WASHINGTON, Oct. 7 (UPI) -- Animal rights activists say the use of live pigs in trauma training by non-profit health system UPMC in Pennsylvania violates the federal Animal Welfare Act.
A complaint filed by the Physicians Committee for Responsible Medicine with the U.S. Department of Agriculture says UPMC is one of only 11 medical facilities left in North America, out of 225 that offer trauma training, that still uses live animals in the training, the Pittsburgh Post-Gazette reported Thursday.
"We believe that this animal use is a violation of the Animal Welfare Act because there are non-animal training methods available that are educationally equivalent or superior," the complaint sent to the USDA's Animal and Plant Health Services said.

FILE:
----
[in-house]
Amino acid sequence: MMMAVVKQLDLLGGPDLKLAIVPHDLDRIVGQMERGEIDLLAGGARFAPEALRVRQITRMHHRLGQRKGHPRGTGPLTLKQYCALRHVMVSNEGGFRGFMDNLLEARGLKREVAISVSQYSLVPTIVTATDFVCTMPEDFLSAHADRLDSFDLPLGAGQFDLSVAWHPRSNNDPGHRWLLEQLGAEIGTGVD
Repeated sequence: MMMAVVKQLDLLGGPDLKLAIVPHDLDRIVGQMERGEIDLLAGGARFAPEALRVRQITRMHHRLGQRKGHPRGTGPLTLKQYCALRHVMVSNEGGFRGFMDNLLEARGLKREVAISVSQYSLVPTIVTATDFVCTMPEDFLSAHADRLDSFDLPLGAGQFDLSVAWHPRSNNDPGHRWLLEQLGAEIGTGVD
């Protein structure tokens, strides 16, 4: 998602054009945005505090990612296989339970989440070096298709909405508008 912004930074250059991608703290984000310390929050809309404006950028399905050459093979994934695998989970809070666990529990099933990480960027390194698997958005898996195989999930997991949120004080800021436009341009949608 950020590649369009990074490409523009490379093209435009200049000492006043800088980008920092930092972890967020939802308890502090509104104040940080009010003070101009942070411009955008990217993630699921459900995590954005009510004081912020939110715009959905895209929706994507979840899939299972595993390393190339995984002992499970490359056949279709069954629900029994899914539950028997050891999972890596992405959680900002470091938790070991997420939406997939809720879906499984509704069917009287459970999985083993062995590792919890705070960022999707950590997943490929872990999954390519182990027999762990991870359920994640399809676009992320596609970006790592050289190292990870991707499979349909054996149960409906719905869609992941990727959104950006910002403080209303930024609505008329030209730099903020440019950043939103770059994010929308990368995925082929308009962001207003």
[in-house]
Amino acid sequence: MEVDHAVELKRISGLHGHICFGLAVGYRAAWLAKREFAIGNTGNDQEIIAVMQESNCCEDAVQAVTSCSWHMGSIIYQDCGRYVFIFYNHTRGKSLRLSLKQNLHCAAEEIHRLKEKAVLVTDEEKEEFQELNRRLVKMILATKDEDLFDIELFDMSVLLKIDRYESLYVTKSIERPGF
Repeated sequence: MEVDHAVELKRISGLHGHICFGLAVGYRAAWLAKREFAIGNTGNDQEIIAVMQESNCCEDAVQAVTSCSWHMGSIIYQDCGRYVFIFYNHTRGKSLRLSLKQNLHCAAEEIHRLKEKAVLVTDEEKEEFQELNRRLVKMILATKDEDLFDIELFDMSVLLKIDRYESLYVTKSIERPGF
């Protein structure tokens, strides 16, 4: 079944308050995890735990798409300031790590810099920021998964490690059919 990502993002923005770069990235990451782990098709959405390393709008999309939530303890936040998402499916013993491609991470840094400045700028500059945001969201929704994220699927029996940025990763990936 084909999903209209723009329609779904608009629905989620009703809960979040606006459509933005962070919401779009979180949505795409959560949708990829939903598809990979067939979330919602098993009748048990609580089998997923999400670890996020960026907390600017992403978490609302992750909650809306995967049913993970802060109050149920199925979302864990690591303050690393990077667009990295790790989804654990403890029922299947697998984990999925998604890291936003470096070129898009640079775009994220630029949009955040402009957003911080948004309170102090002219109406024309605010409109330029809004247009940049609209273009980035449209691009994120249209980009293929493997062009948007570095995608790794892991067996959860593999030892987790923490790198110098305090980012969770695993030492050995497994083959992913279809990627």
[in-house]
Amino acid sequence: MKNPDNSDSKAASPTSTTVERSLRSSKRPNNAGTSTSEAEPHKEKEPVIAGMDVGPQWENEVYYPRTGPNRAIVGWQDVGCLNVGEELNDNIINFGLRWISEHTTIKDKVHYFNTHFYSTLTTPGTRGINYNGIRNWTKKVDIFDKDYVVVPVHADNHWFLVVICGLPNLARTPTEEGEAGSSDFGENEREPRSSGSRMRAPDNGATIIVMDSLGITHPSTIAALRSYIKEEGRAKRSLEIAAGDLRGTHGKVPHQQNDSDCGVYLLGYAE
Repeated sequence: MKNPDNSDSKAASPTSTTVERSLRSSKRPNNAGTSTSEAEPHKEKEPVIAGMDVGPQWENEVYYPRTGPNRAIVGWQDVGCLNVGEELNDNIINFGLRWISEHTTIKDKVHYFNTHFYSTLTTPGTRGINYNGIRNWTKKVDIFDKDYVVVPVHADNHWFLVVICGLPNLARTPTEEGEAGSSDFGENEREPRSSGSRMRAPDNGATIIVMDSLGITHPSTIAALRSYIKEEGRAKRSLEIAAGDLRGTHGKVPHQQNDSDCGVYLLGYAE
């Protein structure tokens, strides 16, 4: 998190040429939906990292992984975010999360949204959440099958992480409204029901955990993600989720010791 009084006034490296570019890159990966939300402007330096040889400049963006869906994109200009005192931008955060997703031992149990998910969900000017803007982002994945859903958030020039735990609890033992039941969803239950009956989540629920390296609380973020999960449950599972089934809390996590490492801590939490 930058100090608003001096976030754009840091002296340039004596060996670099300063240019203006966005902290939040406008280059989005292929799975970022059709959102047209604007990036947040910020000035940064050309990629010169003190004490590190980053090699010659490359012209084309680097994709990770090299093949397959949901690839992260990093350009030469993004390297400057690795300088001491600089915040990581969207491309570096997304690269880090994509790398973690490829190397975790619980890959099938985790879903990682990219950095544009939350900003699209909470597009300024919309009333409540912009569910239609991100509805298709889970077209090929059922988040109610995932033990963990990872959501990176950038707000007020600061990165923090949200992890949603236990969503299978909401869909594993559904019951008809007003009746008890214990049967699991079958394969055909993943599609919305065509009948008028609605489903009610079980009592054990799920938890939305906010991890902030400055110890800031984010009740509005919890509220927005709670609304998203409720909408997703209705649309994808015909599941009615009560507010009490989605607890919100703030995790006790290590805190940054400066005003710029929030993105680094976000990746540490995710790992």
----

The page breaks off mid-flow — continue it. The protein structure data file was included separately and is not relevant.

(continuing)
USDA spokesman David Sacks said an inspector will be sent "in the near future" and make sure UPMC is complying with the law and following procedures that demonstrate it is properly caring for the animals and that it has looked at alternatives.
"Our focus is on the welfare of the animals we regulate. It's not on telling the registrants what kind of research to conduct or how they conduct their experiments," Sacks said. "We're not taking an ideological stand on anything."
UPMC holds six to eight of the trauma training courses a year involving about 16 physicians working on one pig for every four doctors.
The pigs are euthanized after the training is completed, the Post-Gazette reported.